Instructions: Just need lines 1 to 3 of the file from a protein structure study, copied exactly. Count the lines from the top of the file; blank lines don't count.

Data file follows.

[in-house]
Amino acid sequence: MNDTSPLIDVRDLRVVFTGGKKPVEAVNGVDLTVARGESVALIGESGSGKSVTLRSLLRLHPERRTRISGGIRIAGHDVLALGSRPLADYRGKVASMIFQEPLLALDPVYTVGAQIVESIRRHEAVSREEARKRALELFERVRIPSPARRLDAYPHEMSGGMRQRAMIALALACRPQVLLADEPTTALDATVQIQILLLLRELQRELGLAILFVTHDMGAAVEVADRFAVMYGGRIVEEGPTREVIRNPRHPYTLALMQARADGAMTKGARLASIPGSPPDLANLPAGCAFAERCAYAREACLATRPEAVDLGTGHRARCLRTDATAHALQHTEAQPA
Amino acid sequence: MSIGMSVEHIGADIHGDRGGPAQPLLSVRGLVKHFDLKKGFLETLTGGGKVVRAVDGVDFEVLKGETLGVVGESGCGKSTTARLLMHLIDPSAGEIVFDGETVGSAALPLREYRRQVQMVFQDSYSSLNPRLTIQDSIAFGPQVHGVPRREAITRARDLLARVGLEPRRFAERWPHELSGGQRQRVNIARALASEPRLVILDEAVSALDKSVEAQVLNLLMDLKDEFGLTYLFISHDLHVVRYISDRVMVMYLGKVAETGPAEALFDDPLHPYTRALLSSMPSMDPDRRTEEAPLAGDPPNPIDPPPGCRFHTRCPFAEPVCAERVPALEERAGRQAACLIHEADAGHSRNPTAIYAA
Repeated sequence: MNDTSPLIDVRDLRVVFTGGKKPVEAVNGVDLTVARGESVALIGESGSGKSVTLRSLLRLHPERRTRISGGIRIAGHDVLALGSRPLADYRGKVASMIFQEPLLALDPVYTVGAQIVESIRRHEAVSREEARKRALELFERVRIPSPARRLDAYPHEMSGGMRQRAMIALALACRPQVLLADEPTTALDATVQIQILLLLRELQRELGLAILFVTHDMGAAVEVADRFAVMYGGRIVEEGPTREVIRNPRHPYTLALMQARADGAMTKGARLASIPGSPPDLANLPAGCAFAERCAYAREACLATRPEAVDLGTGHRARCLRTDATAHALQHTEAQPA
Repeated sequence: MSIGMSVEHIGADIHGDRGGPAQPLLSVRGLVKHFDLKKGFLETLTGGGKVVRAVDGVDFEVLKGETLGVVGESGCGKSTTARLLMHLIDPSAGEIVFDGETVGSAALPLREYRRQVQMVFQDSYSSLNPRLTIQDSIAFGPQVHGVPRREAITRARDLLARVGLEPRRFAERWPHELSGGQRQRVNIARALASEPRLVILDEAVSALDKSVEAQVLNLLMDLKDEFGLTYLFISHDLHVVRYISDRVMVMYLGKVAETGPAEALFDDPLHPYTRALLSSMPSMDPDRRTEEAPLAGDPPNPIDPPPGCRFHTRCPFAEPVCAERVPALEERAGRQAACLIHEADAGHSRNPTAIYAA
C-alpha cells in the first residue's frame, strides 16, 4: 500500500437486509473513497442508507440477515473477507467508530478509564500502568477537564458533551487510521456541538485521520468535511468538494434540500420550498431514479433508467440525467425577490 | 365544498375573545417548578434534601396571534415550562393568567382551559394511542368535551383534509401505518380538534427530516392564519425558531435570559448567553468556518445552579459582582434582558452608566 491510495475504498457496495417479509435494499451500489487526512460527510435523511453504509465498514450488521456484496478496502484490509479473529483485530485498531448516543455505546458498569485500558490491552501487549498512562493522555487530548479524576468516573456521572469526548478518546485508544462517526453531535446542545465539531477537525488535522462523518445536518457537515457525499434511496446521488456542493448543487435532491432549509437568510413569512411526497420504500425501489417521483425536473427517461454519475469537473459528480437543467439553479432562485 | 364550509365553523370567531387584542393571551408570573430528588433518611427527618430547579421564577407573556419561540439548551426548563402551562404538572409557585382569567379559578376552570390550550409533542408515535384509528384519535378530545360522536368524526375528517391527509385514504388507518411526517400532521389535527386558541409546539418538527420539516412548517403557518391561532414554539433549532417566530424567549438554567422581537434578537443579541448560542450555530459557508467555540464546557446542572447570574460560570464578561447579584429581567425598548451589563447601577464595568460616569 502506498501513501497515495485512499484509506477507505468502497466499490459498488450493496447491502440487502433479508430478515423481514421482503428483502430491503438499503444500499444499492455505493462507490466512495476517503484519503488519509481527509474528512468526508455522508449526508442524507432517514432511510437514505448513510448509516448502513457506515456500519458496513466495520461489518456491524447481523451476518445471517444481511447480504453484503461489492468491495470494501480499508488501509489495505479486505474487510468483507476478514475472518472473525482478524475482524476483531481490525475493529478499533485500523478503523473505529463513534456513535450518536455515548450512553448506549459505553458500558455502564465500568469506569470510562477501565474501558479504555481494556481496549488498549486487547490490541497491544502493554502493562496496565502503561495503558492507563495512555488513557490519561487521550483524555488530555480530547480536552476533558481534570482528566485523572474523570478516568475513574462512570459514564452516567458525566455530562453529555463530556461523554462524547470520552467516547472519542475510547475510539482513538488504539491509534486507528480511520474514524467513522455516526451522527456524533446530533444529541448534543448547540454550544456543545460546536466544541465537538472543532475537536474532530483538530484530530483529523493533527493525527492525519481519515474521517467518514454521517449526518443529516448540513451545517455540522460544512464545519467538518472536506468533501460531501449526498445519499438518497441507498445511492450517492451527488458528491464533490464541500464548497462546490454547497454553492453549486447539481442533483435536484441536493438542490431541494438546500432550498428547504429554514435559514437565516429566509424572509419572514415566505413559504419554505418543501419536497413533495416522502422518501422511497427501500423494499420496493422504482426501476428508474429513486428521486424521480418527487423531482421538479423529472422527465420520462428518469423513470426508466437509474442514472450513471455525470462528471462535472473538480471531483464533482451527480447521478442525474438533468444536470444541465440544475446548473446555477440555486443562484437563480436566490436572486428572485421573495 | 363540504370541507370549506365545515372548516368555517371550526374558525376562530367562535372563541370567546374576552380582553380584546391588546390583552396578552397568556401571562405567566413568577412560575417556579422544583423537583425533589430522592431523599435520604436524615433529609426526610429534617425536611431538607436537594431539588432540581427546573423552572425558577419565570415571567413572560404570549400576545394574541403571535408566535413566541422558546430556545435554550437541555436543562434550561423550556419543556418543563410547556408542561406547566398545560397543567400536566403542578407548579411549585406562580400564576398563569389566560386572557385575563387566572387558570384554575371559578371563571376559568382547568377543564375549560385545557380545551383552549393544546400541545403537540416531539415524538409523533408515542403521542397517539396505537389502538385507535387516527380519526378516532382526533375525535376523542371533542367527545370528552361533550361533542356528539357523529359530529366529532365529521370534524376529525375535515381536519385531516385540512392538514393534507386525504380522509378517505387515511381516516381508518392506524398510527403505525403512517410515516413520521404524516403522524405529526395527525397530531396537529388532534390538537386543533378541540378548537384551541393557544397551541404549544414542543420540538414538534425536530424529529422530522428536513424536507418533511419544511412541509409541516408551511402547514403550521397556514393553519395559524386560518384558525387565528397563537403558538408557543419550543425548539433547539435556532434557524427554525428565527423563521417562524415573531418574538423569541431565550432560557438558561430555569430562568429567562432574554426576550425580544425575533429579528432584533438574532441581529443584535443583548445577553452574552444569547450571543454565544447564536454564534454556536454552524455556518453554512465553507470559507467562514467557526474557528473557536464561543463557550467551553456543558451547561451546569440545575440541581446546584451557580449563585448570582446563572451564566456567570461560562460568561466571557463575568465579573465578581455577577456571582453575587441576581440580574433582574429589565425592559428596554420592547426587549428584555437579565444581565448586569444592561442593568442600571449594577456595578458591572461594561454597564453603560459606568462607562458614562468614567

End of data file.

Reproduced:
[in-house]
Amino acid sequence: MNDTSPLIDVRDLRVVFTGGKKPVEAVNGVDLTVARGESVALIGESGSGKSVTLRSLLRLHPERRTRISGGIRIAGHDVLALGSRPLADYRGKVASMIFQEPLLALDPVYTVGAQIVESIRRHEAVSREEARKRALELFERVRIPSPARRLDAYPHEMSGGMRQRAMIALALACRPQVLLADEPTTALDATVQIQILLLLRELQRELGLAILFVTHDMGAAVEVADRFAVMYGGRIVEEGPTREVIRNPRHPYTLALMQARADGAMTKGARLASIPGSPPDLANLPAGCAFAERCAYAREACLATRPEAVDLGTGHRARCLRTDATAHALQHTEAQPA
Amino acid sequence: MSIGMSVEHIGADIHGDRGGPAQPLLSVRGLVKHFDLKKGFLETLTGGGKVVRAVDGVDFEVLKGETLGVVGESGCGKSTTARLLMHLIDPSAGEIVFDGETVGSAALPLREYRRQVQMVFQDSYSSLNPRLTIQDSIAFGPQVHGVPRREAITRARDLLARVGLEPRRFAERWPHELSGGQRQRVNIARALASEPRLVILDEAVSALDKSVEAQVLNLLMDLKDEFGLTYLFISHDLHVVRYISDRVMVMYLGKVAETGPAEALFDDPLHPYTRALLSSMPSMDPDRRTEEAPLAGDPPNPIDPPPGCRFHTRCPFAEPVCAERVPALEERAGRQAACLIHEADAGHSRNPTAIYAA